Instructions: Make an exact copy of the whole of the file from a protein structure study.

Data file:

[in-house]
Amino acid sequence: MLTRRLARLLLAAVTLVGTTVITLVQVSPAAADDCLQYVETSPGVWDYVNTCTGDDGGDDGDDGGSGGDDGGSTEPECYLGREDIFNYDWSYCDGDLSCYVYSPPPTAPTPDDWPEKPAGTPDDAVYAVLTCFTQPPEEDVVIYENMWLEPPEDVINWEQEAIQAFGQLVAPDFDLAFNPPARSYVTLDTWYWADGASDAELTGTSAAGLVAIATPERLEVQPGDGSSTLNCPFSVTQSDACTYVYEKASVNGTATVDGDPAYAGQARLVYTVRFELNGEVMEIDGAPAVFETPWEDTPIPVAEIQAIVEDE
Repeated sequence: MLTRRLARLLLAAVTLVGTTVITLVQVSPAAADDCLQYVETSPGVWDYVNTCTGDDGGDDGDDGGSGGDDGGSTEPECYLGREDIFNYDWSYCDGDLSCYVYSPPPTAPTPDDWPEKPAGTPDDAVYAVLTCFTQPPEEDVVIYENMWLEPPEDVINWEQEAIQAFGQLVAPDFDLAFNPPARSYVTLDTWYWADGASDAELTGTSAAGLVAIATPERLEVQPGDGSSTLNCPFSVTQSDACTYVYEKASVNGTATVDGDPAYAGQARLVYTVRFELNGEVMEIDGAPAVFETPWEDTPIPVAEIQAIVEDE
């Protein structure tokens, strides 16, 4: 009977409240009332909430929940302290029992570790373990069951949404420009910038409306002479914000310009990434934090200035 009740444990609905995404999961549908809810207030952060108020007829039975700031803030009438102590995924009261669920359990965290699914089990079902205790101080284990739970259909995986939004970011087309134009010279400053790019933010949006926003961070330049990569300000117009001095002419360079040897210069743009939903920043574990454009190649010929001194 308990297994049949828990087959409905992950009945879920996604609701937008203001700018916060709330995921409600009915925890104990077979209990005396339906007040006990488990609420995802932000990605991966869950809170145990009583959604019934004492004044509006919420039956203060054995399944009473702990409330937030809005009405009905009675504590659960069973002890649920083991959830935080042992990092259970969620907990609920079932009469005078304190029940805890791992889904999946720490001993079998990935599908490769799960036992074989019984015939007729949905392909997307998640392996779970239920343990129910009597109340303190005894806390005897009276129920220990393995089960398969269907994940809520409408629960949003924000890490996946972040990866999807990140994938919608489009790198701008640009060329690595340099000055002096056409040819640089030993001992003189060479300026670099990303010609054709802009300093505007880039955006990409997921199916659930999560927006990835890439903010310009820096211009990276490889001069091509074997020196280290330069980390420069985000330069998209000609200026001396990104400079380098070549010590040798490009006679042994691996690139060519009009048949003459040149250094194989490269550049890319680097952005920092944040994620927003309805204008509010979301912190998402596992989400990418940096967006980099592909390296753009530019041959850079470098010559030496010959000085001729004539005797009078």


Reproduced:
[in-house]
Amino acid sequence: MLTRRLARLLLAAVTLVGTTVITLVQVSPAAADDCLQYVETSPGVWDYVNTCTGDDGGDDGDDGGSGGDDGGSTEPECYLGREDIFNYDWSYCDGDLSCYVYSPPPTAPTPDDWPEKPAGTPDDAVYAVLTCFTQPPEEDVVIYENMWLEPPEDVINWEQEAIQAFGQLVAPDFDLAFNPPARSYVTLDTWYWADGASDAELTGTSAAGLVAIATPERLEVQPGDGSSTLNCPFSVTQSDACTYVYEKASVNGTATVDGDPAYAGQARLVYTVRFELNGEVMEIDGAPAVFETPWEDTPIPVAEIQAIVEDE
Repeated sequence: MLTRRLARLLLAAVTLVGTTVITLVQVSPAAADDCLQYVETSPGVWDYVNTCTGDDGGDDGDDGGSGGDDGGSTEPECYLGREDIFNYDWSYCDGDLSCYVYSPPPTAPTPDDWPEKPAGTPDDAVYAVLTCFTQPPEEDVVIYENMWLEPPEDVINWEQEAIQAFGQLVAPDFDLAFNPPARSYVTLDTWYWADGASDAELTGTSAAGLVAIATPERLEVQPGDGSSTLNCPFSVTQSDACTYVYEKASVNGTATVDGDPAYAGQARLVYTVRFELNGEVMEIDGAPAVFETPWEDTPIPVAEIQAIVEDE
């Protein structure tokens, strides 16, 4: 009977409240009332909430929940302290029992570790373990069951949404420009910038409306002479914000310009990434934090200035 009740444990609905995404999961549908809810207030952060108020007829039975700031803030009438102590995924009261669920359990965290699914089990079902205790101080284990739970259909995986939004970011087309134009010279400053790019933010949006926003961070330049990569300000117009001095002419360079040897210069743009939903920043574990454009190649010929001194 308990297994049949828990087959409905992950009945879920996604609701937008203001700018916060709330995921409600009915925890104990077979209990005396339906007040006990488990609420995802932000990605991966869950809170145990009583959604019934004492004044509006919420039956203060054995399944009473702990409330937030809005009405009905009675504590659960069973002890649920083991959830935080042992990092259970969620907990609920079932009469005078304190029940805890791992889904999946720490001993079998990935599908490769799960036992074989019984015939007729949905392909997307998640392996779970239920343990129910009597109340303190005894806390005897009276129920220990393995089960398969269907994940809520409408629960949003924000890490996946972040990866999807990140994938919608489009790198701008640009060329690595340099000055002096056409040819640089030993001992003189060479300026670099990303010609054709802009300093505007880039955006990409997921199916659930999560927006990835890439903010310009820096211009990276490889001069091509074997020196280290330069980390420069985000330069998209000609200026001396990104400079380098070549010590040798490009006679042994691996690139060519009009048949003459040149250094194989490269550049890319680097952005920092944040994620927003309805204008509010979301912190998402596992989400990418940096967006980099592909390296753009530019041959850079470098010559030496010959000085001729004539005797009078």